International retirement migration is the transnational movement of retirees who relocate from their home countries to elsewhere either short-term or permanently. Many older Canadians participate in this practice seasonally, and the United States (US) is their most popular wintertime destination. This seasonal movement was greatly affected by the COVID-19 pandemic, specifically by protocols that included land-border closures between Canada and the US and social distancing measures. In this thesis, I present two qualitative analyses that explore how Canadian retirees navigated the shifting landscape of international retirement migration in the context of the COVID-19 pandemic. The first examines how Canadian international retirement migrants were portrayed in mainstream media during the first year of the COVID-19 pandemic. The second analyses uses the findings of 31 interviews to uncover the motivations behind Canadian international retirement migrants' decisions to travel abroad, or not, during the 2020-21 winter season.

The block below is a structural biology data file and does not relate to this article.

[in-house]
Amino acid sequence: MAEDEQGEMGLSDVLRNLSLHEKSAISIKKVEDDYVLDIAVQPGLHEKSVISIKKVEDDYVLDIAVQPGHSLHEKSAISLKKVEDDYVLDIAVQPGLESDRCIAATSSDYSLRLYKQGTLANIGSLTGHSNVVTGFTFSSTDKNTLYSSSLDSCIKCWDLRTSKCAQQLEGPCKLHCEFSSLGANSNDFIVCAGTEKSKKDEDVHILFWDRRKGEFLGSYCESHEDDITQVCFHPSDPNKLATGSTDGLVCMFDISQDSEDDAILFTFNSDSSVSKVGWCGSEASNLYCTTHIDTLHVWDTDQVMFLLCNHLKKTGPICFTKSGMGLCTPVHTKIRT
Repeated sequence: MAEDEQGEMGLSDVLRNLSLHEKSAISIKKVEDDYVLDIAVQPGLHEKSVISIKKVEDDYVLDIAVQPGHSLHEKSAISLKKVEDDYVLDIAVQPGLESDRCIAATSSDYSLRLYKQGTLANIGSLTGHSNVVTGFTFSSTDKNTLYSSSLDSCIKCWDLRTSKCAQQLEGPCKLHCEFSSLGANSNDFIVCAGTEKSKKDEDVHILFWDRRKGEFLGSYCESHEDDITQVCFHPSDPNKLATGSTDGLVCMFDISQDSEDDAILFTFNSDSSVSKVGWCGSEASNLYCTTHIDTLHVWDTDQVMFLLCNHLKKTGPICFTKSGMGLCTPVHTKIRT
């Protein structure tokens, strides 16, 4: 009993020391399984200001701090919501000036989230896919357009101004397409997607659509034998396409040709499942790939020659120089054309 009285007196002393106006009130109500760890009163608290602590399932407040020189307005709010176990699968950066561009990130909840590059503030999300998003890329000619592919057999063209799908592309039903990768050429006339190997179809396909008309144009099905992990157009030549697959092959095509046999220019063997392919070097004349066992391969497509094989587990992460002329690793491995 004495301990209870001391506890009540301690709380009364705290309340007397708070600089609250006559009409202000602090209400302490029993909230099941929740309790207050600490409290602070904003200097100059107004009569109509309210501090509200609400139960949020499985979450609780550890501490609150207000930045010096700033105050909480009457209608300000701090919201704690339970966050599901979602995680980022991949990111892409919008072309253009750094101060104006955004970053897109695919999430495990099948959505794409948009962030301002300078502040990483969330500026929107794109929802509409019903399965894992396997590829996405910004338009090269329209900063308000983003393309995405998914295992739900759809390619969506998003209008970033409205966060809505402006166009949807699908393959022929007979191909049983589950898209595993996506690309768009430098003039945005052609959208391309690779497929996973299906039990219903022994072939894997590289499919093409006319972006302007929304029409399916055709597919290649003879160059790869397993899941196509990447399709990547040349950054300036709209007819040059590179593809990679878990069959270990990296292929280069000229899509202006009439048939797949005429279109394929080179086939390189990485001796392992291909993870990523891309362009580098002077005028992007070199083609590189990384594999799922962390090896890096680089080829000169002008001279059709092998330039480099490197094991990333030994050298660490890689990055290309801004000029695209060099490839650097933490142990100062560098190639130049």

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Thesis advisor: Crooks, Valorie A.
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